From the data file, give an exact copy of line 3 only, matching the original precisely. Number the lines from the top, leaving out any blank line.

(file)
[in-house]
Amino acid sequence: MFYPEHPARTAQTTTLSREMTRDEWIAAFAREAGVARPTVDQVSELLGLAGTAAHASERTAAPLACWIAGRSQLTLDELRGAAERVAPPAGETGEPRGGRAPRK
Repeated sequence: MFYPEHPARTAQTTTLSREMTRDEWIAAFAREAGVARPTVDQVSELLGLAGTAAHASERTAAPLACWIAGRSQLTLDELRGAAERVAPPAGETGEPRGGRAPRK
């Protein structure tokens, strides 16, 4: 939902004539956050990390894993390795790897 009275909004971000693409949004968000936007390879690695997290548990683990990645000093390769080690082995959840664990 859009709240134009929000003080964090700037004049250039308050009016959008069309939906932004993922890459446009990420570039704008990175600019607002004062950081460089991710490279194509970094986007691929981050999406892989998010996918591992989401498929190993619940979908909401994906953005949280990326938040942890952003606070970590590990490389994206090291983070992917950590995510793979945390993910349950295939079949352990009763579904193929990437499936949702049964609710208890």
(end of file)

Repeated sequence: MFYPEHPARTAQTTTLSREMTRDEWIAAFAREAGVARPTVDQVSELLGLAGTAAHASERTAAPLACWIAGRSQLTLDELRGAAERVAPPAGETGEPRGGRAPRK